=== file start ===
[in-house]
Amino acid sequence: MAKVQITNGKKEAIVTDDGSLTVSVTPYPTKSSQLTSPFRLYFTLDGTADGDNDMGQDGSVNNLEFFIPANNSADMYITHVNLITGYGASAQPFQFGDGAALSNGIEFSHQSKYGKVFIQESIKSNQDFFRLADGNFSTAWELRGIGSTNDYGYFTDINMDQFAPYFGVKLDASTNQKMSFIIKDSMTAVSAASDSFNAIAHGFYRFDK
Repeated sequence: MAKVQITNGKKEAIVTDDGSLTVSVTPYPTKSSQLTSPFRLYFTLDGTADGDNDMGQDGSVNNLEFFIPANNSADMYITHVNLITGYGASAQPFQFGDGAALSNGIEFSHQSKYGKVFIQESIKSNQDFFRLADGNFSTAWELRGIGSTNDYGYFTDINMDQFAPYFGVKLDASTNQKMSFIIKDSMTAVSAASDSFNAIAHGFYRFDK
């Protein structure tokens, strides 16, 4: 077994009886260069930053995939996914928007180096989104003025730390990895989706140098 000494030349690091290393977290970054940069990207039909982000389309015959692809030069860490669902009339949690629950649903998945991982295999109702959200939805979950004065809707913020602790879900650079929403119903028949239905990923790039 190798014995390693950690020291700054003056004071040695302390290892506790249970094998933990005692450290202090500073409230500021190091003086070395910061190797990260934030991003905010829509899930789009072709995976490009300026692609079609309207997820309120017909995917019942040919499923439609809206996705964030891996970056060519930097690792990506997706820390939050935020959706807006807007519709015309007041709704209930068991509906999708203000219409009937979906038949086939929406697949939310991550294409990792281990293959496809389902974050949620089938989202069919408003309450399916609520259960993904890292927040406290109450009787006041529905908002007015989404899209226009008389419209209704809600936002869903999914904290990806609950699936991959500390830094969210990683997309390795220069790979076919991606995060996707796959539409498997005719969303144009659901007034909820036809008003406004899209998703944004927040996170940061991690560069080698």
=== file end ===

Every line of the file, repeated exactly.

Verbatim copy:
[in-house]
Amino acid sequence: MAKVQITNGKKEAIVTDDGSLTVSVTPYPTKSSQLTSPFRLYFTLDGTADGDNDMGQDGSVNNLEFFIPANNSADMYITHVNLITGYGASAQPFQFGDGAALSNGIEFSHQSKYGKVFIQESIKSNQDFFRLADGNFSTAWELRGIGSTNDYGYFTDINMDQFAPYFGVKLDASTNQKMSFIIKDSMTAVSAASDSFNAIAHGFYRFDK
Repeated sequence: MAKVQITNGKKEAIVTDDGSLTVSVTPYPTKSSQLTSPFRLYFTLDGTADGDNDMGQDGSVNNLEFFIPANNSADMYITHVNLITGYGASAQPFQFGDGAALSNGIEFSHQSKYGKVFIQESIKSNQDFFRLADGNFSTAWELRGIGSTNDYGYFTDINMDQFAPYFGVKLDASTNQKMSFIIKDSMTAVSAASDSFNAIAHGFYRFDK
């Protein structure tokens, strides 16, 4: 077994009886260069930053995939996914928007180096989104003025730390990895989706140098 000494030349690091290393977290970054940069990207039909982000389309015959692809030069860490669902009339949690629950649903998945991982295999109702959200939805979950004065809707913020602790879900650079929403119903028949239905990923790039 190798014995390693950690020291700054003056004071040695302390290892506790249970094998933990005692450290202090500073409230500021190091003086070395910061190797990260934030991003905010829509899930789009072709995976490009300026692609079609309207997820309120017909995917019942040919499923439609809206996705964030891996970056060519930097690792990506997706820390939050935020959706807006807007519709015309007041709704209930068991509906999708203000219409009937979906038949086939929406697949939310991550294409990792281990293959496809389902974050949620089938989202069919408003309450399916609520259960993904890292927040406290109450009787006041529905908002007015989404899209226009008389419209209704809600936002869903999914904290990806609950699936991959500390830094969210990683997309390795220069790979076919991606995060996707796959539409498997005719969303144009659901007034909820036809008003406004899209998703944004927040996170940061991690560069080698």